The Day-to-Day Work of Advancing Nuclear
Beyond the reports, speaking engagements, and manifestos, Breakthrough will do the hard day-to-day work of showing why nuclear is needed for climate change and the protection of nature. This is the type of work you cannot predict in advance: when Mike Grunwald writes a TIME piece citing the exorbitant costs of nuclear, for example, energy analyst Alex Trembath does the math and finds that the Vogtle reactors will generate a kilowatt of power at half the cost of solar thermal from Cresent Dunes. When an environmental organization says that we don’t need nuclear because we have energy efficiency and renewables, energy analyst Jessica Lovering makes a slide deck on future energy demand and how much renewables can meet it. These analyses are then picked up by outlets like the New York Times’s Dot Earth blog and circulated on Twitter and Facebook. If Breakthrough encounters pushback, our research staff follows up by writing new blog posts, engaging in Twitter debates, and answering questions from journalists. By staying informed with what is happening in nuclear around the globe, and continually interacting with other energy analysts, Breakthrough demonstrates why nuclear is an indispensable part of our future energy mix.
Programs, Events, and Publications
The Case for Nuclear in Japan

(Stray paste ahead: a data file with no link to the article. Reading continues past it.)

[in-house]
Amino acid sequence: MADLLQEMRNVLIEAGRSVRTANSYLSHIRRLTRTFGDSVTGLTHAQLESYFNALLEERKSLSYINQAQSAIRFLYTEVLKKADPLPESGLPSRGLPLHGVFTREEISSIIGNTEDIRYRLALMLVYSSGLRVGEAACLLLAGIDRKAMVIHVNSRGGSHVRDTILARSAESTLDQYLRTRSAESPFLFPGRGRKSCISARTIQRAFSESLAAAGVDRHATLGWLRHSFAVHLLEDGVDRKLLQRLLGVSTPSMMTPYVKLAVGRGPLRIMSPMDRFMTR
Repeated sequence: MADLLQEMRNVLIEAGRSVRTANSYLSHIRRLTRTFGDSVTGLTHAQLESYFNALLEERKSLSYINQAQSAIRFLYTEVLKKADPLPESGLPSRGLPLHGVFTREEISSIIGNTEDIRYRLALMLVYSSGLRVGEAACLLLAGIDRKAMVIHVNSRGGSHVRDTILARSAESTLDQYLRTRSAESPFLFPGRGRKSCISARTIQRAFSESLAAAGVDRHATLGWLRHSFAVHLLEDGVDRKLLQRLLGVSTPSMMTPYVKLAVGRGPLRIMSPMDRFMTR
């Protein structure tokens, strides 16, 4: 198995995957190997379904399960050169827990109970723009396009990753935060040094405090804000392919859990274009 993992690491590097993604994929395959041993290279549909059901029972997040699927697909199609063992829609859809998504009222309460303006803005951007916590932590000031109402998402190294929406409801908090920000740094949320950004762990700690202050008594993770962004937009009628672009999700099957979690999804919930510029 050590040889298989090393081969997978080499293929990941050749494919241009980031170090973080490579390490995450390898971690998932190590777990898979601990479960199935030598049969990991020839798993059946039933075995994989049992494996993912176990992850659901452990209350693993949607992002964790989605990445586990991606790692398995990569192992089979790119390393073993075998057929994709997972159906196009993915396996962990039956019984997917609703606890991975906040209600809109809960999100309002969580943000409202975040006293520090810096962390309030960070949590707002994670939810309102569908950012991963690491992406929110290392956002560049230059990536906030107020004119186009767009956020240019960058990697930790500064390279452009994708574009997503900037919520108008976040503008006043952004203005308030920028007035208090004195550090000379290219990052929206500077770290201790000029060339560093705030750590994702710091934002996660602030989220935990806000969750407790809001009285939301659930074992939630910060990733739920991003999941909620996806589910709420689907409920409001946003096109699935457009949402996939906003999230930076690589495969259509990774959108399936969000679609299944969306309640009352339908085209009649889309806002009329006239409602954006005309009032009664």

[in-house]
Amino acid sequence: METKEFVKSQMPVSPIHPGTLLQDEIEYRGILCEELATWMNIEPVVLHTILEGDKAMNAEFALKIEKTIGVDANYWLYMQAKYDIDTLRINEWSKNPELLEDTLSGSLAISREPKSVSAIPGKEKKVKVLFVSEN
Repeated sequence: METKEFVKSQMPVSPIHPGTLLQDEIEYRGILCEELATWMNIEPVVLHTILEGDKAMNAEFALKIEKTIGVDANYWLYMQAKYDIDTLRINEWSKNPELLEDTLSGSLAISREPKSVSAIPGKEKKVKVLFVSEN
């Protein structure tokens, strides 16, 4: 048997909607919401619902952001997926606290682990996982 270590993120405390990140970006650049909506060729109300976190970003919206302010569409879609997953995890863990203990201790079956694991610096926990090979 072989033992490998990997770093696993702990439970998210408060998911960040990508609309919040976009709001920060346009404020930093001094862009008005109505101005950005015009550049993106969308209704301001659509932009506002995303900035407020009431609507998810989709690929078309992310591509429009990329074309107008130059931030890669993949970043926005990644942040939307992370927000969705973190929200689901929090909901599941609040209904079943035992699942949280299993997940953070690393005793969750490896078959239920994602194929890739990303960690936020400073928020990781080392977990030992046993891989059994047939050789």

Having suffered one of the biggest disasters in recent history, Japan is undoubtedly the most important country influencing the fate of nuclear, and it’s essential that the world gets the facts straight about what is happening there. Two of the Japan’s leading energy experts, Masakazu Toyoda, Chairman and CEO of the Institute of Energy Economics Japan and Nobuo Tanaka, former Executive Director of the International Energy Agency, are making the case for safer nuclear technologies, including the integral fast reactor. In May 2015, Breakthrough worked with the Institute for Energy Economics in Japan to organize a day-long seminar on the future of nuclear. We brought female nuclear experts from around the world to participate in the seminar and a series of meeting and site visits that we organized. We also brought leading climate scientists to these meetings which included: visiting the Fukushima Daiichi disaster site, an operating nuclear power plant, and several energy and climate think tanks in Japan. The trip allowed our staff and allies to gain critical on-the-ground understanding of energy issues in Japan, as well as help us build new partnerships with policymakers and intellectual energy leaders in Japan.